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Kipferl hung on the edge of Gramma's depression era saucer with fresh French pressed coffee.

Kipferl hung on the edge of Gramma’s depression era saucer with fresh French pressed coffee.

According to Wikipedia, the Kipferl is the ancestor of the French Croissant. I find that absolutely fascinating. I have always known it as an Austrian pastry. Somewhere along our line the Lauenstein branch lived either in Austria or somewhere very close to it… now, that doesn’t necessarily mean that was the first time the delicate pastry came to our family’s awareness. Also according to Wikipedia the cookie has been traced as far back as the 13th century and may be so far buried in antiquity that no one will ever know where they come from for certain. It is also credited as the origin of the French layered pastry that we know as the buttery, flakey, and melt in your mouth breakfast treat.

I look at the cookie and I see the familiar crescent of the Ottoman flag. And of course I wonder why the cookie, which could have any shape imaginable, would take on the shape of a symbol for a people who represented, to the middle ages Europeans, a sad and desperate era of history. And Wikipedia has the answer…. to celebrate the 732 defeat of the Umayyads at Tours in France. Another legend says that it commemorates the defeat of the Ottomans in Vienna in 1683. However… if the Kipferl is so steeped in antiquity as to be untraceable then the most likely meaning for the shape is the representation of the moon which refers to the waxing phase and has some neo-pagan meaning which is lost us modern and less romantically inclined peoples.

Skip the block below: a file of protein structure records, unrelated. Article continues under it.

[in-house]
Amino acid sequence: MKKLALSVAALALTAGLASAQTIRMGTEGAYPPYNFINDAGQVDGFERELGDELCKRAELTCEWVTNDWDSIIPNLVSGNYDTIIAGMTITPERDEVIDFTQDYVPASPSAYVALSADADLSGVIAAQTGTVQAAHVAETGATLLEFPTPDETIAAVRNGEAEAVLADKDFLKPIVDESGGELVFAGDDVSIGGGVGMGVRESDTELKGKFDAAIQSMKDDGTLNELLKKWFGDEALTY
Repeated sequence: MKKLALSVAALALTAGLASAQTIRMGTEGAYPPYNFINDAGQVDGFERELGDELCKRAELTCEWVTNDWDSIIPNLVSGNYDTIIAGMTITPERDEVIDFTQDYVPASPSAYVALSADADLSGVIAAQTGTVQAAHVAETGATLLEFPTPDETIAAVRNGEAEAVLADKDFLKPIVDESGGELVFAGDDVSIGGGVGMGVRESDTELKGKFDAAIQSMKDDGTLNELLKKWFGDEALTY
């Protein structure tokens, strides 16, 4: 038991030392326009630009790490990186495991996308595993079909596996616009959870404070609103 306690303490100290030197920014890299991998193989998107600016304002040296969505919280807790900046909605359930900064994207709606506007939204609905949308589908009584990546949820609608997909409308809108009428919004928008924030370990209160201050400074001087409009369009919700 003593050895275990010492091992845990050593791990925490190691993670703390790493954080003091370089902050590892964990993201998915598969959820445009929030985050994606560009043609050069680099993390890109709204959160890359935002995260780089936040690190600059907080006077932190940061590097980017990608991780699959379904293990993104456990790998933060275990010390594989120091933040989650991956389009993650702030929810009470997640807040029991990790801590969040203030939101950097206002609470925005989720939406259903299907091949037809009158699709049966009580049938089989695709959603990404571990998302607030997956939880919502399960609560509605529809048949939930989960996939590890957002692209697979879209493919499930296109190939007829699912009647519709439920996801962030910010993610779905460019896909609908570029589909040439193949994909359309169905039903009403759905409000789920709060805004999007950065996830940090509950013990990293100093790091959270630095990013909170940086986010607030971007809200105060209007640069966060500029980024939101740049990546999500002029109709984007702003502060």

Where ever it is that these things come from, however the baker’s imagination derived this treat, the only thing that you have to know about these traditional cookies is that they are delicious. Often made a few days or a week prior to serving, these appear most often at Christmas time. Like most of my Grampa’s recipes, you only get it once a year, because there are seasons and we haven’t always had refrigeration. Now you can have your treats any time of year… if you are willing to pay the price for out of season fruits. I love these cookies. But they were not part of Grampa’s collection of traditions. We made it a tradition to by a box from the store each year. Then one year they tasted like sawdust and that was the end.

It is still a very dry cookie and is most excellent with some egg nog or coffee. It is lighter than most of the cookies you are going to find on plates at home and office parties. The only problem is having a nut allergy.

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